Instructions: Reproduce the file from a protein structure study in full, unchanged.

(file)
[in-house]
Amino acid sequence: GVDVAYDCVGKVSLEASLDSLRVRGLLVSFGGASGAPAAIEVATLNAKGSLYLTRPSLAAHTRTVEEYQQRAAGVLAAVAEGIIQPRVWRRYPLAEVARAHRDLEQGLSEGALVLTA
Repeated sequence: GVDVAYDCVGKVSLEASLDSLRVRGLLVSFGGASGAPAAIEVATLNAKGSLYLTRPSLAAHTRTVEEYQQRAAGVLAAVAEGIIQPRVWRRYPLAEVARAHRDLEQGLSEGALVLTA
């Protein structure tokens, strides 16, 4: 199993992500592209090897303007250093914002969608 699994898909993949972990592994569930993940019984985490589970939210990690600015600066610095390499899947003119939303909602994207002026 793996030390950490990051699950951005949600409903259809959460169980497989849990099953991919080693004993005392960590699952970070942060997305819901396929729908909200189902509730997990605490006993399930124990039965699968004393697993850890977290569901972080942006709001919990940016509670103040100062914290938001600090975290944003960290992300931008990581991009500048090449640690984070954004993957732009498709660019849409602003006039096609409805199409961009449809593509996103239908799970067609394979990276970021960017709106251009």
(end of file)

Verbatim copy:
[in-house]
Amino acid sequence: GVDVAYDCVGKVSLEASLDSLRVRGLLVSFGGASGAPAAIEVATLNAKGSLYLTRPSLAAHTRTVEEYQQRAAGVLAAVAEGIIQPRVWRRYPLAEVARAHRDLEQGLSEGALVLTA
Repeated sequence: GVDVAYDCVGKVSLEASLDSLRVRGLLVSFGGASGAPAAIEVATLNAKGSLYLTRPSLAAHTRTVEEYQQRAAGVLAAVAEGIIQPRVWRRYPLAEVARAHRDLEQGLSEGALVLTA
């Protein structure tokens, strides 16, 4: 199993992500592209090897303007250093914002969608 699994898909993949972990592994569930993940019984985490589970939210990690600015600066610095390499899947003119939303909602994207002026 793996030390950490990051699950951005949600409903259809959460169980497989849990099953991919080693004993005392960590699952970070942060997305819901396929729908909200189902509730997990605490006993399930124990039965699968004393697993850890977290569901972080942006709001919990940016509670103040100062914290938001600090975290944003960290992300931008990581991009500048090449640690984070954004993957732009498709660019849409602003006039096609409805199409961009449809593509996103239908799970067609394979990276970021960017709106251009």